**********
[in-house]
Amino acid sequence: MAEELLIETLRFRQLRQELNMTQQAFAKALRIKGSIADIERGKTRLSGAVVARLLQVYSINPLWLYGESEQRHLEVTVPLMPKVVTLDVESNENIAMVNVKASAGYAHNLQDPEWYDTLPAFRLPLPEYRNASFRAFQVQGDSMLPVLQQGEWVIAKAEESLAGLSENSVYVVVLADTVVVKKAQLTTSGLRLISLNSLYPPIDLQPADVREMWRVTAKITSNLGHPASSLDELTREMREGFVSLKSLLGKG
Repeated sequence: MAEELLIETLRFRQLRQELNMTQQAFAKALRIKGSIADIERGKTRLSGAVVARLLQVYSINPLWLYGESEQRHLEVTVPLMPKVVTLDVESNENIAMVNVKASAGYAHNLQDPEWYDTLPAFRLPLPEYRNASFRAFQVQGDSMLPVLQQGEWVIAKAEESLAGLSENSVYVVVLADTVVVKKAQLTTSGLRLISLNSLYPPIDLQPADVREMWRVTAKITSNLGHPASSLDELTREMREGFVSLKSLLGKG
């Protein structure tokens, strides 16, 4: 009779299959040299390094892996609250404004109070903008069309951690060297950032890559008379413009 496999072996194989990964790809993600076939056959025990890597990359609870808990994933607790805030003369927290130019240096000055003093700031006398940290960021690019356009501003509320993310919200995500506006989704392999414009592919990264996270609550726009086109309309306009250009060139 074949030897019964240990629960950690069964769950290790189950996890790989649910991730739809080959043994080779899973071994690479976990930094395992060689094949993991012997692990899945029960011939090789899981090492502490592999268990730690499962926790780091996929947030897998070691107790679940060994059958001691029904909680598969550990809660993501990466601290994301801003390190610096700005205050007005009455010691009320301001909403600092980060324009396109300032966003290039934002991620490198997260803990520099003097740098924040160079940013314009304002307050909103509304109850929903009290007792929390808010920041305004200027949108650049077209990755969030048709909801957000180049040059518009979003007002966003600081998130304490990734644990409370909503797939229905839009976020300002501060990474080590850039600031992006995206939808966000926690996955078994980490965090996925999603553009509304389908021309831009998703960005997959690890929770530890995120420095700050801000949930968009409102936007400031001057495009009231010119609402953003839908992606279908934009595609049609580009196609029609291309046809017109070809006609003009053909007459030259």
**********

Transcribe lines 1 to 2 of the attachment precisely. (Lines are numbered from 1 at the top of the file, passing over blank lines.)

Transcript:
[in-house]
Amino acid sequence: MAEELLIETLRFRQLRQELNMTQQAFAKALRIKGSIADIERGKTRLSGAVVARLLQVYSINPLWLYGESEQRHLEVTVPLMPKVVTLDVESNENIAMVNVKASAGYAHNLQDPEWYDTLPAFRLPLPEYRNASFRAFQVQGDSMLPVLQQGEWVIAKAEESLAGLSENSVYVVVLADTVVVKKAQLTTSGLRLISLNSLYPPIDLQPADVREMWRVTAKITSNLGHPASSLDELTREMREGFVSLKSLLGKG